3. Human whipwormA helminth with a tapering whiplike body that lives in the colon. In helminthic therapy, the microscopic eggs of either the human Trichuris trichiura (TTO) or pig Trichuris suis (TSO) are taken in a drink., Trichuris trichiura (TTthe human whipworm, Trichuris trichiura/TTOthe ova (eggs) of the human whipworm, Trichuris trichiura)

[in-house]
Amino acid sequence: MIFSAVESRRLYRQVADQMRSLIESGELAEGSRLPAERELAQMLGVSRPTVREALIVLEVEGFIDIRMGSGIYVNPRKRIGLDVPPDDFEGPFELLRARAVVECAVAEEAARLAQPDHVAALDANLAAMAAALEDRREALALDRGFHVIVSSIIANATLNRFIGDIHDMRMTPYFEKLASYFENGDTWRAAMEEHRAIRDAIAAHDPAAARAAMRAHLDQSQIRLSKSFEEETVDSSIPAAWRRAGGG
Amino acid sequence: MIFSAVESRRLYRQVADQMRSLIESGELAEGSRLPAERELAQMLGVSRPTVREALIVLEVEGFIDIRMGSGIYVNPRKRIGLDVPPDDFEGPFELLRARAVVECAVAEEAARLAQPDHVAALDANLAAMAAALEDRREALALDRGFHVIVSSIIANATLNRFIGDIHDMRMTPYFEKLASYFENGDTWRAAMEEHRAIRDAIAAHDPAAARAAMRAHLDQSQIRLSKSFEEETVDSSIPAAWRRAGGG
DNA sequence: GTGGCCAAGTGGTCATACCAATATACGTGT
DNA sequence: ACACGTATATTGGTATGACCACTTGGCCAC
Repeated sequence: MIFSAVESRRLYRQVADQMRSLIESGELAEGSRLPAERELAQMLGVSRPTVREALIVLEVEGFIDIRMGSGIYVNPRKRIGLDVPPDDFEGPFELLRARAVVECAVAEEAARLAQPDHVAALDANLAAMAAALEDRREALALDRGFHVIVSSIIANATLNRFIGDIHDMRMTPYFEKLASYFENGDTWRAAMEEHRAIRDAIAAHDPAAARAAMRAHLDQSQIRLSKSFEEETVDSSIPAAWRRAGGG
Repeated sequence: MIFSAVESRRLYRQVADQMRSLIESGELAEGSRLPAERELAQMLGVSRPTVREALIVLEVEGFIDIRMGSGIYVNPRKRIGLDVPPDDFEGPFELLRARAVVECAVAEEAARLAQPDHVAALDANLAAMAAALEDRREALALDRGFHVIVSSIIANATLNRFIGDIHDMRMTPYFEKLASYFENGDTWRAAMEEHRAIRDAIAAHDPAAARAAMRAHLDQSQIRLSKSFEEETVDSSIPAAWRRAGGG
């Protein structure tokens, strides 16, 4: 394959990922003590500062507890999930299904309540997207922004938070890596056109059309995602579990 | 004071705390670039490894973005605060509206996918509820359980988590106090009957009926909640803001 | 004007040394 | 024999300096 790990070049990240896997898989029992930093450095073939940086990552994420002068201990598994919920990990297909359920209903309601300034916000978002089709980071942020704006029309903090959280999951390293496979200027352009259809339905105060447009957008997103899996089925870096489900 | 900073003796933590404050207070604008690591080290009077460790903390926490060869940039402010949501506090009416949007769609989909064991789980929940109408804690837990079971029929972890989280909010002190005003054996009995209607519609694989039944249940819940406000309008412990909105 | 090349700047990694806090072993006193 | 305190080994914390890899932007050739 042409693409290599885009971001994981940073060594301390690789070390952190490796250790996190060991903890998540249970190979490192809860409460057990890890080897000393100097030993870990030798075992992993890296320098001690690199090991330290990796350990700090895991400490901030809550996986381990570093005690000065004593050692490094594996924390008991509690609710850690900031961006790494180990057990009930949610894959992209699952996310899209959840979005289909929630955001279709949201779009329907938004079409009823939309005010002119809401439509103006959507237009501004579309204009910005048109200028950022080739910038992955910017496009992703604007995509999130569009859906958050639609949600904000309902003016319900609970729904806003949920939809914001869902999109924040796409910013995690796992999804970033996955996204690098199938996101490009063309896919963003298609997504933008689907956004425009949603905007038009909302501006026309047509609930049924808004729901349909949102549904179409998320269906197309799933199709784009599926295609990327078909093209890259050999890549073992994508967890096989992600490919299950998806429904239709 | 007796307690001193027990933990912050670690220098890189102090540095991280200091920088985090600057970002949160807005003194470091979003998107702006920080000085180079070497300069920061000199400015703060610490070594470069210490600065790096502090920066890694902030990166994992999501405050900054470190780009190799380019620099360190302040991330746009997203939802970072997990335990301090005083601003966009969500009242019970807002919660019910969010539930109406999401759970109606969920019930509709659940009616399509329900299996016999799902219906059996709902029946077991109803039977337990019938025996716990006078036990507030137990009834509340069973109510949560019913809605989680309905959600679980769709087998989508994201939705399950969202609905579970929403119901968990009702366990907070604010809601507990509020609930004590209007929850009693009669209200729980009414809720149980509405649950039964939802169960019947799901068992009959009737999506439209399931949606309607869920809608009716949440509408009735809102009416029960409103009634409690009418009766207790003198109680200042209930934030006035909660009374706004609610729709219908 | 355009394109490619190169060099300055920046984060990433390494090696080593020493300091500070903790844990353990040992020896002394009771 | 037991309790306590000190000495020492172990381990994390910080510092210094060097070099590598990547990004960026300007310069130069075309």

The only therapeutic helminth that is not suitable for cultivation at home is the pig whipwormA helminth with a tapering whiplike body that lives in the colon. In helminthic therapy, the microscopic eggs of either the human Trichuris trichiura (TTO) or pig Trichuris suis (TSO) are taken in a drink., Trichuris suis. The incubation of this helminth involves a complex process spanning many months, and also necessitates the use of pigs, which introduces a potential risk for TSOthe ova (eggs) of the porcine (pig) whipworm, Trichuris suis recipients in that they may become infected with the porcine tapewormA helminth with a flat, ribbon-like, segmented body. Only the murine (rat) tapeworm, Hymenolepis diminuta, is used in helminthic therapy and this generally does not reach adulthood in humans so requires regular dosing of HDC., Taenia solium, which can cause epileptic seizures and other neurological problems in humans as a result of its larvaeThe active immature form of an insect, or an animal such as a helminth, which develops from an egg and eventually transforms again into its adult state. entering the bloodstream and forming cysts in the brain. Due to this risk, donor pigs must be maintained in sterile conditions, as they are by Tanawisa, the only commercial producer of TSOthe ova (eggs) of the porcine (pig) whipworm, Trichuris suis.